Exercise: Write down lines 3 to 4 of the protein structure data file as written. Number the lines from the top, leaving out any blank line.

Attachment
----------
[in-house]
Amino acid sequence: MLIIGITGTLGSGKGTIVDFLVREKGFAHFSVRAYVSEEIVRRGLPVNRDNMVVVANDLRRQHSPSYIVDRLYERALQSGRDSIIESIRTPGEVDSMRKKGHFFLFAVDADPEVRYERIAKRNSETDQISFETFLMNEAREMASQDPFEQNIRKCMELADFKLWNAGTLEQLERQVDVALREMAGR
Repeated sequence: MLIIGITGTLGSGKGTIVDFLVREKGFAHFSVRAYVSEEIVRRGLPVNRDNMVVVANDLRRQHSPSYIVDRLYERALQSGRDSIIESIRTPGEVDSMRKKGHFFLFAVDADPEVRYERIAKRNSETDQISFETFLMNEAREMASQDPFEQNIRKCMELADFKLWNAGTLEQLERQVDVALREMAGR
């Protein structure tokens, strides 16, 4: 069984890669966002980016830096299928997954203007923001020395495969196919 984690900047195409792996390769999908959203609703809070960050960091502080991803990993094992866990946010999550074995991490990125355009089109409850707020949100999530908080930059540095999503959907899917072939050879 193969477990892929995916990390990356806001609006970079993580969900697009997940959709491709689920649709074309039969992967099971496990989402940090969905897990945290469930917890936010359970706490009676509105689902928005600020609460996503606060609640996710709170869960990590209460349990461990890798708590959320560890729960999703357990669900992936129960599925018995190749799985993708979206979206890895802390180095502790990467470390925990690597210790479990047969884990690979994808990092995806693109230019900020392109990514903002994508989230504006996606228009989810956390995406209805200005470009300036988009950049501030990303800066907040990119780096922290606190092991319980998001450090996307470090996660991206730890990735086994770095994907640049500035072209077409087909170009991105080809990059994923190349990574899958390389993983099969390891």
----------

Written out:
Repeated sequence: MLIIGITGTLGSGKGTIVDFLVREKGFAHFSVRAYVSEEIVRRGLPVNRDNMVVVANDLRRQHSPSYIVDRLYERALQSGRDSIIESIRTPGEVDSMRKKGHFFLFAVDADPEVRYERIAKRNSETDQISFETFLMNEAREMASQDPFEQNIRKCMELADFKLWNAGTLEQLERQVDVALREMAGR
């Protein structure tokens, strides 16, 4: 069984890669966002980016830096299928997954203007923001020395495969196919 984690900047195409792996390769999908959203609703809070960050960091502080991803990993094992866990946010999550074995991490990125355009089109409850707020949100999530908080930059540095999503959907899917072939050879 193969477990892929995916990390990356806001609006970079993580969900697009997940959709491709689920649709074309039969992967099971496990989402940090969905897990945290469930917890936010359970706490009676509105689902928005600020609460996503606060609640996710709170869960990590209460349990461990890798708590959320560890729960999703357990669900992936129960599925018995190749799985993708979206979206890895802390180095502790990467470390925990690597210790479990047969884990690979994808990092995806693109230019900020392109990514903002994508989230504006996606228009989810956390995406209805200005470009300036988009950049501030990303800066907040990119780096922290606190092991319980998001450090996307470090996660991206730890990735086994770095994907640049500035072209077409087909170009991105080809990059994923190349990574899958390389993983099969390891």